And a further problem in teaching is that because teachers, such as the algebra teachers referred to above, tend not to ferret out of children what the children specifically don't understand, teachers, even when they do understand what they are teaching, don't always understand what students are learning -- and not learning. There are at least two aspects to good teaching: (1) knowing the subject sufficiently well, and (2) being able to find out what the students are thinking as they try to learn the subject, in order to be the most helpful in facilitating learning. It is difficult to know how to help when one doesn't know what, if anything, is wrong. The passages quoted below seem to indicate either a failure by researchers to know what teachers know about students or a failure by teachers to know what students know about place-value. If it is the latter, then it would seem there is teaching occurring without learning happening, an oxymoron that, I believe, means there is not "teaching" occurring, but merely presentations being made to students without sufficient successful effort to find out how students are receiving or interpreting or understanding that presentation, and often without sufficient successful effort to discover what actually needs to be presented to particular students. (4) Part of good teaching is making certain students are grasping and learning what one is trying to teach. That is not always easy to do, but at least the attempt needs to be made as one goes along. Teachers ought to have known for some time what researchers have apparently only relatively recently discovered about children's understanding of place-value: "The literature is replete with studies identifying children's difficulties learning place-value concepts. (Jones and Thornton, p.12)" "Mieko Kamii's (1980, 1982) pioneering investigations in this area revealed glaring misunderstandings that were surprisingly pervasive. His [sic; Her] investigation showed that despite several years of place-value learning, children were unable to interpret rudimentary place-value concepts. (Jones, p.12) (5) "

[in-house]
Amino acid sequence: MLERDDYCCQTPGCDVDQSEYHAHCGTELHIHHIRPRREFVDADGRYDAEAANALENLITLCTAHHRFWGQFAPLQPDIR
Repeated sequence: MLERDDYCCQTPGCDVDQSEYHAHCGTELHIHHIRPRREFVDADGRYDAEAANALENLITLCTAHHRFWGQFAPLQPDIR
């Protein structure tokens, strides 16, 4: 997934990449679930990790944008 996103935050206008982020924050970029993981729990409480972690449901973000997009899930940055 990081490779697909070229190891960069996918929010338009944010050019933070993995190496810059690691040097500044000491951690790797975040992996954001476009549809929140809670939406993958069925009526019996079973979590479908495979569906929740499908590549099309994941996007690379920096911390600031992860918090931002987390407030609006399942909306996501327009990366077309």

Since I have taught my own children place-value after seeing how teachers failed to teach it (6). and since I have taught classes of children some things about place-value they could understand but had never thought of or been exposed to before, I believe the failure to learn place-value concepts lies not with children's lack of potential for understanding, but with the way place-value is understood by teachers and with the ways it is generally taught. It should not be surprising that something which is not taught very well in general is not learned very well in general. The research literature on place-value also shows a lack of understanding of the principle conceptual and practical aspects of learning place-value, and of testing for the understanding of it. Researchers seem to be evaluating the results of conceptually faulty teaching and testing methods concerning place-value. And when they find cultural or community differences in the learning of place-value, they seem to focus on factors that seem, from a conceptual viewpoint, less likely causally relevant than other factors. I believe that there is a better way to teach place-value than it is usually taught, and that children would then have better understanding of it earlier. Further, I believe that this better way stems from an understanding of the logic of place-value itself, along with an understanding of what is easier for human beings (whether children or adults) to learn. (7)